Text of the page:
Description of research
The brain is essential for almost all of our normal functions. Stroke is a leading cause of death and disability and most commonly occurs when blood flow to the brain is interrupted by a clot blocking a blood vessel in the brain. Damage to the brain that occurs during stroke can result in significant disability and sometimes death.
Inflammation is an important defence mechanism that the body uses in response to injury or infection. However, it can also be highly damaging to the body and contribute to disease. In the case of stroke, inflammation inside and outside of the brain has been shown to cause additional damage to the brain early after the stroke has happened. A molecule called interleukin-1 (or IL-1 for short) is produced by brain cells during stroke and goes on to kill other brain cells.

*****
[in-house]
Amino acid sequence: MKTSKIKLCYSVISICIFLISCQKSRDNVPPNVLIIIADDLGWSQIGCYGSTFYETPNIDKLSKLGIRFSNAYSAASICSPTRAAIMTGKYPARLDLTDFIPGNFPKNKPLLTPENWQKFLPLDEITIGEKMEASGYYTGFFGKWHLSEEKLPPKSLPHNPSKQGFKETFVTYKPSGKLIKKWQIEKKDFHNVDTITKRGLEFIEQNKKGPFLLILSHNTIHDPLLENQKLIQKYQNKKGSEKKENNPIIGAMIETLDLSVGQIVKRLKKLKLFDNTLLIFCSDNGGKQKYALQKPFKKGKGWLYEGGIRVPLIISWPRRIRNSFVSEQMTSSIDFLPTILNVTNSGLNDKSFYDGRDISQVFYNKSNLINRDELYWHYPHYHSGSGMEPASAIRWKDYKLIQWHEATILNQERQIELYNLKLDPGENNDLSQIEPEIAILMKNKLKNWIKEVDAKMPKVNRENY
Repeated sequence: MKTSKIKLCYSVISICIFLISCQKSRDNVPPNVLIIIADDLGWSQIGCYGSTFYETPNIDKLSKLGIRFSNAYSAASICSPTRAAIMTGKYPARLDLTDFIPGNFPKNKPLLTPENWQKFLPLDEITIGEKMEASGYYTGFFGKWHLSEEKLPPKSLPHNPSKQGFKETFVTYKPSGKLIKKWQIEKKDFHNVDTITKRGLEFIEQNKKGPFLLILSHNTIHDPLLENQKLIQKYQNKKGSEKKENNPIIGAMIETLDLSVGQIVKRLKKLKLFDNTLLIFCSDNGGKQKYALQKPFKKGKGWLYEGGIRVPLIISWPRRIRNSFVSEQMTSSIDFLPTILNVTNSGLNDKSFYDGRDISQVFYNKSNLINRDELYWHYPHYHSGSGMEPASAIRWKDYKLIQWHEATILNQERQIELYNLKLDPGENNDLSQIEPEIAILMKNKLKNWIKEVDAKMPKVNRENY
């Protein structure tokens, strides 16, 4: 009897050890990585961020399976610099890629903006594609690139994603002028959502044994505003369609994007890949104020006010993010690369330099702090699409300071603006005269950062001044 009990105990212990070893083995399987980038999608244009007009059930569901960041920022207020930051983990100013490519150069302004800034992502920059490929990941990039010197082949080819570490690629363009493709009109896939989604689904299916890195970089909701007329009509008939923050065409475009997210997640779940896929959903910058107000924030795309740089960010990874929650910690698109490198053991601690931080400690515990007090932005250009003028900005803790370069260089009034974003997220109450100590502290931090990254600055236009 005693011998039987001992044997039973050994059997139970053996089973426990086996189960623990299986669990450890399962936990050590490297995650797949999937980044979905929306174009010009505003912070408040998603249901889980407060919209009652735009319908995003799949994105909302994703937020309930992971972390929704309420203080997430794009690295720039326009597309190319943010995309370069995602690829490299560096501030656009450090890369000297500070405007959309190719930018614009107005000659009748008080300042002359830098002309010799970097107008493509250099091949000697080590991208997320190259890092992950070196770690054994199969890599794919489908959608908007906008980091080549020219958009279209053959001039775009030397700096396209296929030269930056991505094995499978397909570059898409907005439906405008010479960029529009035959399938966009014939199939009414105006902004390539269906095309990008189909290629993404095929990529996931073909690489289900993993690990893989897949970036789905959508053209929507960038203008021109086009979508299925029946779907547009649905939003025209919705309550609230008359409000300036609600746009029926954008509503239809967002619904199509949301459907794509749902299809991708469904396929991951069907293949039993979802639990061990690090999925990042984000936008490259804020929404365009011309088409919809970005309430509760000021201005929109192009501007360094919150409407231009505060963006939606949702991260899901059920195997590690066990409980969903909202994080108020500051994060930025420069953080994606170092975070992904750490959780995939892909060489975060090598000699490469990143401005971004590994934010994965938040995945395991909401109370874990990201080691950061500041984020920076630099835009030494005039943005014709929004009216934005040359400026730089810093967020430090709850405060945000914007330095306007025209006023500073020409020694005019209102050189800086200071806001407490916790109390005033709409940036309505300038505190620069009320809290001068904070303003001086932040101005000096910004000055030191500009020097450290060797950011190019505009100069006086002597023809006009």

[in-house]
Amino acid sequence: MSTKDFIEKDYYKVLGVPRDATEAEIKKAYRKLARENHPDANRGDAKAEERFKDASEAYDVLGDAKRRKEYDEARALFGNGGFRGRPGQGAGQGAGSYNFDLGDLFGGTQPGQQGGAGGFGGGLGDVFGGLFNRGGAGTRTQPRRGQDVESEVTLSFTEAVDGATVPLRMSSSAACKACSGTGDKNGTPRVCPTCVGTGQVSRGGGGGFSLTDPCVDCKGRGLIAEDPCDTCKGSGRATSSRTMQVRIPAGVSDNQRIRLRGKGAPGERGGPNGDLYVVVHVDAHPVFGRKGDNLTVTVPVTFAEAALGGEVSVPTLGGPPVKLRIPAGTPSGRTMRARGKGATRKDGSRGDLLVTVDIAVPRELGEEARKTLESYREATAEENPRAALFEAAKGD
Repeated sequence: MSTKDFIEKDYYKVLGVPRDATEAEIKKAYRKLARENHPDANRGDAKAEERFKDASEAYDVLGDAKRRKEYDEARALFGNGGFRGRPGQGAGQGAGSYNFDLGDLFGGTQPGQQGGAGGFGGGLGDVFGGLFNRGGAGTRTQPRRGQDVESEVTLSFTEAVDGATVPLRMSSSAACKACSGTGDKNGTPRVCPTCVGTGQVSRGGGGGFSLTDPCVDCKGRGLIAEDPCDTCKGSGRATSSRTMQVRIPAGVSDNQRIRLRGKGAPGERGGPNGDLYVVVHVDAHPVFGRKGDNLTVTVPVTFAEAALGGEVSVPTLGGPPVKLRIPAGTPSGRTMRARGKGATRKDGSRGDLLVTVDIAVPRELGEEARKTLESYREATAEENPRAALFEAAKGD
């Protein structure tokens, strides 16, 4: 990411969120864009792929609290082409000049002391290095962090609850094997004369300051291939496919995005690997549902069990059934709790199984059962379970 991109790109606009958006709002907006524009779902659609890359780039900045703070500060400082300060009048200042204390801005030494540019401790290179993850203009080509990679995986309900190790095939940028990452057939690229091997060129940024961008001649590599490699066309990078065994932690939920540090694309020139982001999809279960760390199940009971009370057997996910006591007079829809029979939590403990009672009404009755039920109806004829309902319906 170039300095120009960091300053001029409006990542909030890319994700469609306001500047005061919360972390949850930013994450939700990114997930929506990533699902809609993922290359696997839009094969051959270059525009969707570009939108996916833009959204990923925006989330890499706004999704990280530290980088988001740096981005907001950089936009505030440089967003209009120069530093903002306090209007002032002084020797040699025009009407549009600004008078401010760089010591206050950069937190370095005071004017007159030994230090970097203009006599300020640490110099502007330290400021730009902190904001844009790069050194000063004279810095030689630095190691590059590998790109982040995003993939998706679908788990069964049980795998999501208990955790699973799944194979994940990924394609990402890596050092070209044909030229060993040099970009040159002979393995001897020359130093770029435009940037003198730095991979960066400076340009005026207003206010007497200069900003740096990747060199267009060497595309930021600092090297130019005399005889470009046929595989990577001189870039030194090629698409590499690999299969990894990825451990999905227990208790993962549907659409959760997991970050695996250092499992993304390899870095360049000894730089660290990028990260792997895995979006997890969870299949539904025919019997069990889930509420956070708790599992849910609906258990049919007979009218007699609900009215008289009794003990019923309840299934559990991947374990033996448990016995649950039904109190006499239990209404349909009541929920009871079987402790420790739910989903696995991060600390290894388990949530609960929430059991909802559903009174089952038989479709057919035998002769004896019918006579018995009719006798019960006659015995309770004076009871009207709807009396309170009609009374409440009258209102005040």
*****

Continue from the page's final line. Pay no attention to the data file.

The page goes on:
A new type of adult stem cell called mesenchymal stem cells (MSCs) has the potential to improve recovery after stroke. Previous research has found that the environment of MSCs can be modified and IL-1 used to make them better at protecting the brain and stimulating repair and recovery after a stroke.
The current study aims to exploit these recent discoveries by testing whether MSCs can limit inflammation, repair the brain and recover normal brain functions after stroke using clinically relevant mouse models (which can mimic the conditions of a stroke in humans).
It is hoped that this research could lead to the use of modified MSCs in future stroke therapies in patients.
The project starts on 1 September 2017 and is due to complete on 1 September 2020, lasting 36 months.